As I was beginning to read this book, a friend of mine and Del's called to tell us that she had just gotten laid off from her job under very similar situations to those of the author's. She said she guessed that the unusual meeting with her boss was about getting let go, and she took over the meeting and before her boss could open her mouth, our friend told her, "I'll make it easy for you, I can have my desk cleaned out in a few minutes." Her boss was abashed and relieved at the same time. She blushed when her hidden agenda was made visible and felt relief that she didn't have to "break the news" to her faithful employee and friend. Compare that to what Louise Lewis said to her boss in her fateful moment:

[page 2] "Gee, all of these compliments . . ." I replied. "Are you laying me off today?"
      To say the least, my boss turned pale and appeared rather startled by remark. Busted!

When one's face flushes, there is an excess of ego called to the fore because one's secret agenda has been betrayed. When one's face pales, the opposite happens, one's ego disappears and that shows up, as the blood drains away from the upper regions of the body, as a sudden ashen look in the face. Two different behaviors, but in both cases the employee anticipated the reason for the meeting.

The author had a moment of visionary imagination which closely mirrors my hands reaching out to receive the gyroscope from the tornado. She considers how she's without a job, with a mortgage to be paid, and everyone around her is losing their job, too, and sees herself standing at the brink of a deep crevasse. She struggles and soon begins to fall.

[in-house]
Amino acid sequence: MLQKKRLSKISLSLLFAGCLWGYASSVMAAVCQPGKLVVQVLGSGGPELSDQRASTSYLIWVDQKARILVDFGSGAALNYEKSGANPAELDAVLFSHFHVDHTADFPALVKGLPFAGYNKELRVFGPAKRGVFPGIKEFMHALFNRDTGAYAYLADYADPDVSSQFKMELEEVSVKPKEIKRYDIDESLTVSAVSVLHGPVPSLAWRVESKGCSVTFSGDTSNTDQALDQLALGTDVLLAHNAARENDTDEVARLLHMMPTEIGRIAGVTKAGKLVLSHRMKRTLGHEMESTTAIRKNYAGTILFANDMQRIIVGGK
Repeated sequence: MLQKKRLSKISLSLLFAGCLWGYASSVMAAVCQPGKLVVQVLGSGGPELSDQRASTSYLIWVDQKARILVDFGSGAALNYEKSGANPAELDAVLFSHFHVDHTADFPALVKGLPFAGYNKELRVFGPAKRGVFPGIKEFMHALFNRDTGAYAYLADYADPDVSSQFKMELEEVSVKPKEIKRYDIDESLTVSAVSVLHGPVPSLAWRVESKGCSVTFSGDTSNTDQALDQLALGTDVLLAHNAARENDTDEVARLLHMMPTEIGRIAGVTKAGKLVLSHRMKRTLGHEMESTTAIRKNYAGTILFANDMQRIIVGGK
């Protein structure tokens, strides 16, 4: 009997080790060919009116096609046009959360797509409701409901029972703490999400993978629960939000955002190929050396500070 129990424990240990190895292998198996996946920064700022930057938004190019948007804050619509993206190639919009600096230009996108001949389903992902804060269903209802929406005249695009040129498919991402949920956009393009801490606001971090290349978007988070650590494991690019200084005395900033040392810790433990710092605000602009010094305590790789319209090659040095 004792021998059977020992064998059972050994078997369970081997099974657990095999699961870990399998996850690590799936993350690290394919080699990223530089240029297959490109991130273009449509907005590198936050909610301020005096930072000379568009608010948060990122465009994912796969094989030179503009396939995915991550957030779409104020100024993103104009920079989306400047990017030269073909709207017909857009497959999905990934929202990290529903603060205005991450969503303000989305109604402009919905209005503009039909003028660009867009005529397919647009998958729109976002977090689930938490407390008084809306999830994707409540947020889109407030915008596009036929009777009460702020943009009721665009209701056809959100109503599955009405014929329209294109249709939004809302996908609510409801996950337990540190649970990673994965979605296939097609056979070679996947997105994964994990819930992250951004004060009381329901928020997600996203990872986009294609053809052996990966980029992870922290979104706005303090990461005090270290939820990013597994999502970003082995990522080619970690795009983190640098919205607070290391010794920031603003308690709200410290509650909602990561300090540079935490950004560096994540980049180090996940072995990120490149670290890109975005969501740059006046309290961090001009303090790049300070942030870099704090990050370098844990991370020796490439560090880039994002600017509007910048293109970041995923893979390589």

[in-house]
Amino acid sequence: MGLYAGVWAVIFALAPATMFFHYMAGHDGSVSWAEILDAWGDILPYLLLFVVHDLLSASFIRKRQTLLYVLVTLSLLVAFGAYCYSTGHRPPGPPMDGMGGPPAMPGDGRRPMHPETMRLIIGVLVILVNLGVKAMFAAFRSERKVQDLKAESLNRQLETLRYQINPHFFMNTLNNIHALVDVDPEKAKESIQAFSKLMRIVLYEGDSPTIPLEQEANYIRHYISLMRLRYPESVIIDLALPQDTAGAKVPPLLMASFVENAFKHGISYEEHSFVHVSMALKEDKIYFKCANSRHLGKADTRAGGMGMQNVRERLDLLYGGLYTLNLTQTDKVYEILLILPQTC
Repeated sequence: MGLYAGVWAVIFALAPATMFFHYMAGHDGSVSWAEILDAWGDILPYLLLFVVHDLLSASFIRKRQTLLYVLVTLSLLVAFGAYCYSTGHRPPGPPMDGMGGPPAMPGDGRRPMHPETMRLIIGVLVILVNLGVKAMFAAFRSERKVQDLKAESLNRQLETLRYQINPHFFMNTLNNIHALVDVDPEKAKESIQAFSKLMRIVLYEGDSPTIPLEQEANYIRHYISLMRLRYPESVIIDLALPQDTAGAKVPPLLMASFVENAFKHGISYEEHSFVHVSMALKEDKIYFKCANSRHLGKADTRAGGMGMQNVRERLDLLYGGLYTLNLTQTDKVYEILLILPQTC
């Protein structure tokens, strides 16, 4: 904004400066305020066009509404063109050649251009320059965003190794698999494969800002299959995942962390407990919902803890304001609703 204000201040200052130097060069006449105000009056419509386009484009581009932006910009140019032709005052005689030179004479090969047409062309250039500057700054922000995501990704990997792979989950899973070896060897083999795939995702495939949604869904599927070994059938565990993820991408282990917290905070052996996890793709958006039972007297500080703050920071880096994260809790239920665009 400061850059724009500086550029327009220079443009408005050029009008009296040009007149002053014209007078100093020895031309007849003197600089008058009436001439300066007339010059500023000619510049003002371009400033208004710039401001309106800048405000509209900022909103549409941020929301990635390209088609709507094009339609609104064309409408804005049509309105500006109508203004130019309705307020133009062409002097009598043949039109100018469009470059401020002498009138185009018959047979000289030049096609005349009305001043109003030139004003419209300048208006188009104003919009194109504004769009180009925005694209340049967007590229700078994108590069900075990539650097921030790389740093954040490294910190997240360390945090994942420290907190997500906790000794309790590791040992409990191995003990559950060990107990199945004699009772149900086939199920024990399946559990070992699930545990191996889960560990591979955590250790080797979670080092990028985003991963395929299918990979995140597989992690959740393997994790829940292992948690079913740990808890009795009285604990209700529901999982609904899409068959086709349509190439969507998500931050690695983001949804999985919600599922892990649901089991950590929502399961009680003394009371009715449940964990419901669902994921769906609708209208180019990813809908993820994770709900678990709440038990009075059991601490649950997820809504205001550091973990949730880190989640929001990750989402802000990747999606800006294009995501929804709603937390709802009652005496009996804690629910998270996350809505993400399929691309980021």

[page 4] I spiraled down into the black crevasse. The vision of falling played out in my mind as if set in slow motion. And then suddenly, as soon as the vision fully developed in my mind like that of a Polaroid photo, another image emerged. This image was of two cupped hands rising up to meet me (much like the picture of the hands in the old Allstate commercial: "you're in good hands with Allstate(1)").

From this experience Louise Lewis found her Muse to help her write this book. What is a muse? The ancients Greeks usually began their writing by asking for a Muse to assist them. They merely wrote down what the Muse spoke to them. One can find this at the beginning of Homer's Iliad and Odyssey, for example, "Speak to me, O Muse, of the wrath of Achilles" and "Speak to me, O Muse, of the wanderings of Odysseus." Our current word "amusing" comes from Muse, and refers to something unexpected and delightful which appears to us. The author's Muse she calls Spirit, which is what the Muse of the Greeks were to them, a personal Spirit which talked to them. She asked in desperation, "What am I going to do?" and lowered her head in prayerful expectation. Three answers came from her Muse.

[page 5]
1) You're going to be OK, Louise. I'll take care of you.

2) This is only a new chapter in your life.

3) You hold the pen; I'll guide your hand. And together, we'll write one hell of a chapter.

No certified expert would suggest that someone who is teetering at the brink of a black crevasse take the advice of a Spirit, would they? And yet that is exactly what Louise did. Nor would any expert suggest that she spend her birthday alone. Yet she did. And from that elegant dinner at Bayside Restaurant in Newport Beach, California came the first answer to her question, "What is your spontaneous answer to the meaning of life?" She asked this of Carlos after being prompted by Spirit, You now know what question to ask. And you now know what you have to do.